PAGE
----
How to Set Up a Limited Company
Learn what it means to be a limited company, what share information is required at registration, types of share and where to get started with the registration process. This is useful reading for those who are studying for either of the CII AF2 or J03 exams.
What does ‘limited by shares’ mean?
Most limited companies are ‘limited by shares’. What this means is that they are owned by shareholders who have certain rights. Most companies issue one class of ‘ordinary share’, which means shareholders get one vote per share and are entitled to receive dividends.
What is the price of an individual share?
The price of an individual share can be any value; a low share value is usually used, such as £1, to limit the shareholders’ liability.
What share information needs to be provided?
When a company is registered, share information has to be provided – known as a ‘statement of capital’ – this includes the number of shares issued and their total value (the company’s share capital) and the names and addresses of the shareholders.
What is share capital?
If a company issues 1,000 shares at £1 each, they are said to have a share capital of £1,000 (this is not linked to what the company is worth). Shares are typically issued at £1, but different denominations can also be used; this represents the amount of money the shareholder is liable to contribute per share if the company shuts down and owes money.
Companies have to include the rights that each type of share gives the shareholder.
Types of Share
As mentioned, generally the shares used to set up a company are ordinary shares. However, a company can issue many different types of share to raise extra capital. Preference shares usually provide shareholders with a fixed dividend and the right to receive this before ordinary shareholders, but they don’t usually come with voting rights (although there are exceptions to this).
If a company wishes to allocate different rights to different shareholders, they can create special classes called Alphabet Shares, which is the term used to describe different classes of shares denominated by a letter. For example, holders of say ‘A’ ordinary shares receive a dividend, whilst holders of ‘B’ ordinary shares may not.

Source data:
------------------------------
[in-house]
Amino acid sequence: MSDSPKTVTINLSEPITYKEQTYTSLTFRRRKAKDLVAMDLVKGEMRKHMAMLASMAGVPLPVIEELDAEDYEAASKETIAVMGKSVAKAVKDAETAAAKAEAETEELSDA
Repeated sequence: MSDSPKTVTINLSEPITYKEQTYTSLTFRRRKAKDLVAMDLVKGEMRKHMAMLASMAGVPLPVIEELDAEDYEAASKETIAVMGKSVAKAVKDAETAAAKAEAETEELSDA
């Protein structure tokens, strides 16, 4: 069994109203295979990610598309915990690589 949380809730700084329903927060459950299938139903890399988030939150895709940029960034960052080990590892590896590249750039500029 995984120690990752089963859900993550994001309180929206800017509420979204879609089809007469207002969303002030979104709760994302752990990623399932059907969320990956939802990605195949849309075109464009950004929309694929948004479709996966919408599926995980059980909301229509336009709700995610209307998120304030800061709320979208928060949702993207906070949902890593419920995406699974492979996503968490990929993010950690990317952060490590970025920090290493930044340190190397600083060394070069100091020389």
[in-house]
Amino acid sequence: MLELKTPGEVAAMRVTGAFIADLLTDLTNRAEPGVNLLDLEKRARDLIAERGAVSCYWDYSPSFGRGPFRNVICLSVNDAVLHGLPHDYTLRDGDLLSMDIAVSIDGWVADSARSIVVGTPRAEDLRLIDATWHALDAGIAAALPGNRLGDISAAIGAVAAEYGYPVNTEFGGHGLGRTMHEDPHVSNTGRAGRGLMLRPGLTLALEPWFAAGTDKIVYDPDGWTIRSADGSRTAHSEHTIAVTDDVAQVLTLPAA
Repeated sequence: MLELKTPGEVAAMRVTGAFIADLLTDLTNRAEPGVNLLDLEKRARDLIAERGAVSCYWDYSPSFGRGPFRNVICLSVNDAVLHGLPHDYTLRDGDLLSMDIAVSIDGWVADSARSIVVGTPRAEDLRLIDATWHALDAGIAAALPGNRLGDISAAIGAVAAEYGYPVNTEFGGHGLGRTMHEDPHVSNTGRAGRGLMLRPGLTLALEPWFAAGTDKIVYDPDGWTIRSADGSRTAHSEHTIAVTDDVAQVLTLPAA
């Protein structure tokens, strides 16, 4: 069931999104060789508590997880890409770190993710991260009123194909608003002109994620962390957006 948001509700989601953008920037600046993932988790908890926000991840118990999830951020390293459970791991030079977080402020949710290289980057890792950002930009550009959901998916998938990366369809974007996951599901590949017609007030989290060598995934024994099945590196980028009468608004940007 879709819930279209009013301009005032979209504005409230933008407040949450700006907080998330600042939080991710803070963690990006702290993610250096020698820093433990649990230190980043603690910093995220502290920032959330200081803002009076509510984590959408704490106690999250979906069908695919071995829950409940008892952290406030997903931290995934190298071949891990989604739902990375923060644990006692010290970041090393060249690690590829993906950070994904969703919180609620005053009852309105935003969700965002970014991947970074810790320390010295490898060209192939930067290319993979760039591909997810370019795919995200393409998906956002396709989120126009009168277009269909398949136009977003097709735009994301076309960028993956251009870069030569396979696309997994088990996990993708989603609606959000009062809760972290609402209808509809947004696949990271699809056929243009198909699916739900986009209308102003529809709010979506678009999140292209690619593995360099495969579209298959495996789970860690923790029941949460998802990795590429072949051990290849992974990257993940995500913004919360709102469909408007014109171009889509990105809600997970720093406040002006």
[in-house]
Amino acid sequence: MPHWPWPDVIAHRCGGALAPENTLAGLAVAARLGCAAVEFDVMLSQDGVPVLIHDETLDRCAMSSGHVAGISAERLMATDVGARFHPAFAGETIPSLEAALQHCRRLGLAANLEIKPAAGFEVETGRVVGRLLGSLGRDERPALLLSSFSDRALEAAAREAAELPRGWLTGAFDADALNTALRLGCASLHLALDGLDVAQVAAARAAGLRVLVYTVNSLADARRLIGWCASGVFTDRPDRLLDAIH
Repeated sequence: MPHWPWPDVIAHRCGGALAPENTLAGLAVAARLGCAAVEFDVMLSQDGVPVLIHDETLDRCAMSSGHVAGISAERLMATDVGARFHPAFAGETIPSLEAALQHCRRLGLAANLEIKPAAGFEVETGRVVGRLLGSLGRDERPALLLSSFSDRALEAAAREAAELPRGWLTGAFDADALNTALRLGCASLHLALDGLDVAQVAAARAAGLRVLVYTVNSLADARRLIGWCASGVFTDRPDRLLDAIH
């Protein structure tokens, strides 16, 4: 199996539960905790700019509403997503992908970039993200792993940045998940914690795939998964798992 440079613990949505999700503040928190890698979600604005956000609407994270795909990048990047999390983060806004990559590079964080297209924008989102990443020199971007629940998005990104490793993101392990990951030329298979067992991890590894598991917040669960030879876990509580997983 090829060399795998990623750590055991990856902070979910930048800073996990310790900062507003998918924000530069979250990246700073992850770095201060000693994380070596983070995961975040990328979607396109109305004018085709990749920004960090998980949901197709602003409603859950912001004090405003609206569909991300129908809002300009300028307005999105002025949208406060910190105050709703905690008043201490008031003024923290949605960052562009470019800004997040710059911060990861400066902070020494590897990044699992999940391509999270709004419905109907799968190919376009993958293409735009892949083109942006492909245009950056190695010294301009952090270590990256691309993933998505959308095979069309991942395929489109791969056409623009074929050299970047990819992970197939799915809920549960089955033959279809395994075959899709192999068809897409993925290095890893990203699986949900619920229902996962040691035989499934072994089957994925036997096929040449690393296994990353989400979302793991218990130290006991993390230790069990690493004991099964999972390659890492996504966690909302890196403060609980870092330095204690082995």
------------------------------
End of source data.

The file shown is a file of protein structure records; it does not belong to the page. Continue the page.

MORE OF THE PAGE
Alphabet shares can also cater for different voting rights and other rights or restrictions.
Within small family companies, alphabet shares are often used to pay different dividends to different members of the family.
The Companies Act 2006 doesn’t specify what rights are attached to Alphabet Shares, but these will be stated in the company’s Articles of Association, and these should be checked to ensure the particular rights are clearly understood.Learn about the ins and outs of setting up a limited company in the UK - useful for CII AF2 and J03 exam revision. Click To Tweet
The Registration Process
Companies must be registered with Companies House. If this is done through the gov.uk website, then the company will be registered for corporation tax at the same time. The Memorandum of Association and Articles of Association (unless Model articles are used) should be filed at the same time. Applications made online are usually registered within 24 hours, and it costs just £12.
There are forms available to notify Companies House of a change to share capital as well as notice of particulars of variations of rights attached to shares.
Prescribed particulars as set out by Companies House are:
- voting rights, including rights that arise only in certain circumstances
- dividend rights, i.e. the right to receive distribution of profits through dividend payments
- return of capital rights
- whether the shares are to be redeemed or are liable to be redeemed at the option of the company or the shareholder
Once the company is set up a ‘certificate of incorporation’ will be issued, which confirms that the company has been formed correctly.
Grab the resources you need!
If you’re studying for your CII AF2 exam, and you’re wanting to feel prepared on exam day, you’ll need to practise applying the knowledge. Grab our free taster to try out one of Brand Financial Training’s resources for yourself. Click the link to download the AF2 mock paper taster now!
Alternatively, you can download a taster for J03 if you are revising for that exam.